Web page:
Staplers have improved the results of esophageal surgery, in our experience and in others experience, as esophago-enteric anastomoses have become safer and faster than when manual suturing is used. Probably one of the last problems in the stapler technique, especially in the thoracic area, is the performance of on adequate esophageal purse-string suture: an improper performance of this suture can cause a dangerous leak of the anastomosis. So, many surgeons, to reduce the risk of esophageal dehiscence connected with the esophageal purse-string, use either purse-string devices or alternative methods such as a second handsewn purse-string, U stitches of the esophagus, etc. We think that the risk of improper anastomoses after esophageal resection can be reduced if the need for the esophageal purse-string can be eliminated. This work shows our personal technique for performing esophagoenterostomy, especially in the thoracic area, using the new CEEA stapler (Autosuture) without esophageal purse-string sutures. According to the modified procedure the stapler anvil and the mini rod are introduced in the esophagectomy and a 2-0 thread is knotted around the CEEA mini rod. Then the esophageal mutilated part is closed by a linear stapler keeping a syringe needle, which contains the thread, through the linear suture. Then, using the thread as a pulling system, the surgeon makes the needle and the tip of the mini rod slide out of the esophageal suture. Now the surgeon can reassemble the CEEA and perform the anastomosis. There are many clinical reports that cite no leaks following circular stapled anastomoses across linear stapled closures.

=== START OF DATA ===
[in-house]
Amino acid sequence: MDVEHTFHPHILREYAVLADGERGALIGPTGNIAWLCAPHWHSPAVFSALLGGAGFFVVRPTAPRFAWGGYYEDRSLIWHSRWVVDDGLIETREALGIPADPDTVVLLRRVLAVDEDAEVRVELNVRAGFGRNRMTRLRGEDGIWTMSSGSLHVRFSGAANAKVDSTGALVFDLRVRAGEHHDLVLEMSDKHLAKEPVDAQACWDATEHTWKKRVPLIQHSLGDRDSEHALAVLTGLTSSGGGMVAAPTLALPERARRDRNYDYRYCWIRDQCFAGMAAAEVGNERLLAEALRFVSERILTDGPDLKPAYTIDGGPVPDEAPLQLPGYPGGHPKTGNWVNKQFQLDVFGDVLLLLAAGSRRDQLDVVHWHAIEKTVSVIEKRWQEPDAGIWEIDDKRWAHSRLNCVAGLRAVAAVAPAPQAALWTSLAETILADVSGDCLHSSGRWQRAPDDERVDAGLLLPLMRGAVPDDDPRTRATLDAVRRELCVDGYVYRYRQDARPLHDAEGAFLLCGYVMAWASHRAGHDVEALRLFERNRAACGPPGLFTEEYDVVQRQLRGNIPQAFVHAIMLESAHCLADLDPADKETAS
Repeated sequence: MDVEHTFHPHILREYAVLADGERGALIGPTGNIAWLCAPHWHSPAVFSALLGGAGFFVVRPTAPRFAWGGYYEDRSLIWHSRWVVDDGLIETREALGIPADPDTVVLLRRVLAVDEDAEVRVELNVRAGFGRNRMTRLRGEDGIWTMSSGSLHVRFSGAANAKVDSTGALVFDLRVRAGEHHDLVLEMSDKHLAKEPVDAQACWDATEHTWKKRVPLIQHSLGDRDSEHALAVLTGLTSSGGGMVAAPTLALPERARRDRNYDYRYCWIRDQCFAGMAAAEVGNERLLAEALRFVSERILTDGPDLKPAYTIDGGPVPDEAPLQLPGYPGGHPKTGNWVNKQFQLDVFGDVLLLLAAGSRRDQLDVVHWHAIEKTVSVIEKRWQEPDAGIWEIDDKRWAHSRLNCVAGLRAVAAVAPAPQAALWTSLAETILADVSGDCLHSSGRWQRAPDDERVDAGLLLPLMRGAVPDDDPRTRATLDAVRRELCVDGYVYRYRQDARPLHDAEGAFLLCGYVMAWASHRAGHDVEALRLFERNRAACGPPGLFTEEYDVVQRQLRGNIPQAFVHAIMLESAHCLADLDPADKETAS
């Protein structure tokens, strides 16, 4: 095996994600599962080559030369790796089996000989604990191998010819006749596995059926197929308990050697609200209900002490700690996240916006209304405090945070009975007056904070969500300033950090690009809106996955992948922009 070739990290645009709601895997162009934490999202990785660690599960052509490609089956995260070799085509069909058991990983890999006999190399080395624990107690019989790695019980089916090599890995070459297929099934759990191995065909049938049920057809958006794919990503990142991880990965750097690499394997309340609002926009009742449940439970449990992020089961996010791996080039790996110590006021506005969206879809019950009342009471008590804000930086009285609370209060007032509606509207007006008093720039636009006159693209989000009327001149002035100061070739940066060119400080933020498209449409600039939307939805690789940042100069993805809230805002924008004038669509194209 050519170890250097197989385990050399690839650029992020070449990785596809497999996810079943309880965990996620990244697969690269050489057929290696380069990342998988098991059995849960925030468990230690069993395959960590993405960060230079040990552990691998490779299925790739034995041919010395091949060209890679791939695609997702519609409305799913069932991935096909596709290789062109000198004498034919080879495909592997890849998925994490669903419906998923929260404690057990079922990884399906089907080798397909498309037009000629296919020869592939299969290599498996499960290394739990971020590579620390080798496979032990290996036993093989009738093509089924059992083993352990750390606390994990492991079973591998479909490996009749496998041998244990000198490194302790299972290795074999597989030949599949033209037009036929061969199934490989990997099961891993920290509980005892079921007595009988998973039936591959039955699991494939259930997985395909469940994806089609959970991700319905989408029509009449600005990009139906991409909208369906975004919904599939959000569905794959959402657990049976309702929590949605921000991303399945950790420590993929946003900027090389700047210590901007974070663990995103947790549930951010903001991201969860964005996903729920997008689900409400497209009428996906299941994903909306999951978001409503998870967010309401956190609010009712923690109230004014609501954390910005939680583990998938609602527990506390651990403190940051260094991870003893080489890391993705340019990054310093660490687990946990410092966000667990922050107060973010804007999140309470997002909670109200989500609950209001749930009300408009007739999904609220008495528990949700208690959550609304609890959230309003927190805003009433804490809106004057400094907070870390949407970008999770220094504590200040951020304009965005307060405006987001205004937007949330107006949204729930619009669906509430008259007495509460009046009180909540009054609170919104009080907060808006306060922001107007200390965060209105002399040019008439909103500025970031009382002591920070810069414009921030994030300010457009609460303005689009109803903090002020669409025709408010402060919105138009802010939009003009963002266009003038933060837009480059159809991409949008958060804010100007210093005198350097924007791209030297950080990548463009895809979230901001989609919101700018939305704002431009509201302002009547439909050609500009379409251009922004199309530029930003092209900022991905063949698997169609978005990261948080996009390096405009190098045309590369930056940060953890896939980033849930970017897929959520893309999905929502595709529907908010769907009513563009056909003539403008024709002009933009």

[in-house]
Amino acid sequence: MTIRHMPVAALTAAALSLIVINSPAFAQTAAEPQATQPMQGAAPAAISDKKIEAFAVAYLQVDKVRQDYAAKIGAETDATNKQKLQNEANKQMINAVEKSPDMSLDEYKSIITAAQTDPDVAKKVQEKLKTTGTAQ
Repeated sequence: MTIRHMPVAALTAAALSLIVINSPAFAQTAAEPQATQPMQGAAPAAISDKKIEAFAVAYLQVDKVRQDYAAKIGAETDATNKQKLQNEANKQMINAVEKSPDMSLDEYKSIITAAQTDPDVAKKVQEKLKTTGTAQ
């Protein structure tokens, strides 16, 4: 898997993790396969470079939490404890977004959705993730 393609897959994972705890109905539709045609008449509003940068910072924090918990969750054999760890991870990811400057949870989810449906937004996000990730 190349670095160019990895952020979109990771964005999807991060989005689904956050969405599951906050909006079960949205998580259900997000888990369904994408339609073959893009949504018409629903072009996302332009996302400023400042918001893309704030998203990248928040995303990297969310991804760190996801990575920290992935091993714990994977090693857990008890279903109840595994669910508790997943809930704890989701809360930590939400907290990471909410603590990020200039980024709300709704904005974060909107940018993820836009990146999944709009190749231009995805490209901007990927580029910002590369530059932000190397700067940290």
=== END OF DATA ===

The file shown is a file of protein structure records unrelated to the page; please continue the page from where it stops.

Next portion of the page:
A new technic for esophago-enteral anastomosis with a mechanical stapler without purse-string sutures . FT Una nuova tecnica per eseguire esofago-entero-anastomosi meccaniche senza borsa di tabacco.

UZZAU, Alessandro;
1989

Abstract

Staplers have improved the results of esophageal surgery, in our experience and in others experience, as esophago-enteric anastomoses have become safer and faster than when manual suturing is used. Probably one of the last problems in the stapler technique, especially in the thoracic area, is the performance of on adequate esophageal purse-string suture: an improper performance of this suture can cause a dangerous leak of the anastomosis. So, many surgeons, to reduce the risk of esophageal dehiscence connected with the esophageal purse-string, use either purse-string devices or alternative methods such as a second handsewn purse-string, U stitches of the esophagus, etc. We think that the risk of improper anastomoses after esophageal resection can be reduced if the need for the esophageal purse-string can be eliminated. This work shows our personal technique for performing esophagoenterostomy, especially in the thoracic area, using the new CEEA stapler (Autosuture) without esophageal purse-string sutures. According to the modified procedure the stapler anvil and the mini rod are introduced in the esophagectomy and a 2-0 thread is knotted around the CEEA mini rod. Then the esophageal mutilated part is closed by a linear stapler keeping a syringe needle, which contains the thread, through the linear suture. Then, using the thread as a pulling system, the surgeon makes the needle and the tip of the mini rod slide out of the esophageal suture. Now the surgeon can reassemble the CEEA and perform the anastomosis. There are many clinical reports that cite no leaks following circular stapled anastomoses across linear stapled closures.
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Utilizza questo identificativo per citare o creare un link a questo documento: http://hdl.handle.net/11390/853506
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